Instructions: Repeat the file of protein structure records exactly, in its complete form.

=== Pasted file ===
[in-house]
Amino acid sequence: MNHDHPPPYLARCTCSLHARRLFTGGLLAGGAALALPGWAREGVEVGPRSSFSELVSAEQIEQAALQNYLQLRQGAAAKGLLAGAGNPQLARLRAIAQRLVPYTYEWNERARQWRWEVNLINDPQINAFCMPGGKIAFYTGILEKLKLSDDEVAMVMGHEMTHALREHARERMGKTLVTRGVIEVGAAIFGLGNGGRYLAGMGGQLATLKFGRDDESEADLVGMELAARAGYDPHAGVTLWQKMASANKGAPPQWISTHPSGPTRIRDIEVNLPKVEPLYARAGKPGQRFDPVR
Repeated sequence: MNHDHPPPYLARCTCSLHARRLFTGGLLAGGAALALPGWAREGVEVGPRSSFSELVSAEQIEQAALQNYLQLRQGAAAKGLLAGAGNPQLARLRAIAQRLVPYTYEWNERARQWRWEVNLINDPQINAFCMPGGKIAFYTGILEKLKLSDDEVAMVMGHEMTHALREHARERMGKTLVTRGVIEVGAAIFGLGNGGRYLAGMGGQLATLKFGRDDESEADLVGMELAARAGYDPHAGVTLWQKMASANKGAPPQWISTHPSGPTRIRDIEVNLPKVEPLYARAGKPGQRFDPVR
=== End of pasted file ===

[in-house]
Amino acid sequence: MNHDHPPPYLARCTCSLHARRLFTGGLLAGGAALALPGWAREGVEVGPRSSFSELVSAEQIEQAALQNYLQLRQGAAAKGLLAGAGNPQLARLRAIAQRLVPYTYEWNERARQWRWEVNLINDPQINAFCMPGGKIAFYTGILEKLKLSDDEVAMVMGHEMTHALREHARERMGKTLVTRGVIEVGAAIFGLGNGGRYLAGMGGQLATLKFGRDDESEADLVGMELAARAGYDPHAGVTLWQKMASANKGAPPQWISTHPSGPTRIRDIEVNLPKVEPLYARAGKPGQRFDPVR
Repeated sequence: MNHDHPPPYLARCTCSLHARRLFTGGLLAGGAALALPGWAREGVEVGPRSSFSELVSAEQIEQAALQNYLQLRQGAAAKGLLAGAGNPQLARLRAIAQRLVPYTYEWNERARQWRWEVNLINDPQINAFCMPGGKIAFYTGILEKLKLSDDEVAMVMGHEMTHALREHARERMGKTLVTRGVIEVGAAIFGLGNGGRYLAGMGGQLATLKFGRDDESEADLVGMELAARAGYDPHAGVTLWQKMASANKGAPPQWISTHPSGPTRIRDIEVNLPKVEPLYARAGKPGQRFDPVR